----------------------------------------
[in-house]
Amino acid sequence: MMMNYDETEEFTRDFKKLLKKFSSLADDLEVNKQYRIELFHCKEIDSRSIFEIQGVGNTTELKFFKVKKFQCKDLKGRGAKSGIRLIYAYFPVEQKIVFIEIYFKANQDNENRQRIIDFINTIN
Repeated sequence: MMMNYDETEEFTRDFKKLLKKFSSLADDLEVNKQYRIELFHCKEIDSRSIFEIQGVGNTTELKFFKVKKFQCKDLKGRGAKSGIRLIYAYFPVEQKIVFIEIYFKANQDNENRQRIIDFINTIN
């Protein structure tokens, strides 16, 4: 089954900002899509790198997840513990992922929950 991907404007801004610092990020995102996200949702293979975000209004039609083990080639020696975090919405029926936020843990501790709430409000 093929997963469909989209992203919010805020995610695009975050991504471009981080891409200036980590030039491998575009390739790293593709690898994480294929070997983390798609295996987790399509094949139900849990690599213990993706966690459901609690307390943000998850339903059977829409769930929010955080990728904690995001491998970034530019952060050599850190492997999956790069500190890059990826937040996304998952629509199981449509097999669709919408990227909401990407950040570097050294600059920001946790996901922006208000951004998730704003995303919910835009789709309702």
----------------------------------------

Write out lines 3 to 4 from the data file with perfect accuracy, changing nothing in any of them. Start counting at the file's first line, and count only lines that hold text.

Repeated sequence: MMMNYDETEEFTRDFKKLLKKFSSLADDLEVNKQYRIELFHCKEIDSRSIFEIQGVGNTTELKFFKVKKFQCKDLKGRGAKSGIRLIYAYFPVEQKIVFIEIYFKANQDNENRQRIIDFINTIN
């Protein structure tokens, strides 16, 4: 089954900002899509790198997840513990992922929950 991907404007801004610092990020995102996200949702293979975000209004039609083990080639020696975090919405029926936020843990501790709430409000 093929997963469909989209992203919010805020995610695009975050991504471009981080891409200036980590030039491998575009390739790293593709690898994480294929070997983390798609295996987790399509094949139900849990690599213990993706966690459901609690307390943000998850339903059977829409769930929010955080990728904690995001491998970034530019952060050599850190492997999956790069500190890059990826937040996304998952629509199981449509097999669709919408990227909401990407950040570097050294600059920001946790996901922006208000951004998730704003995303919910835009789709309702």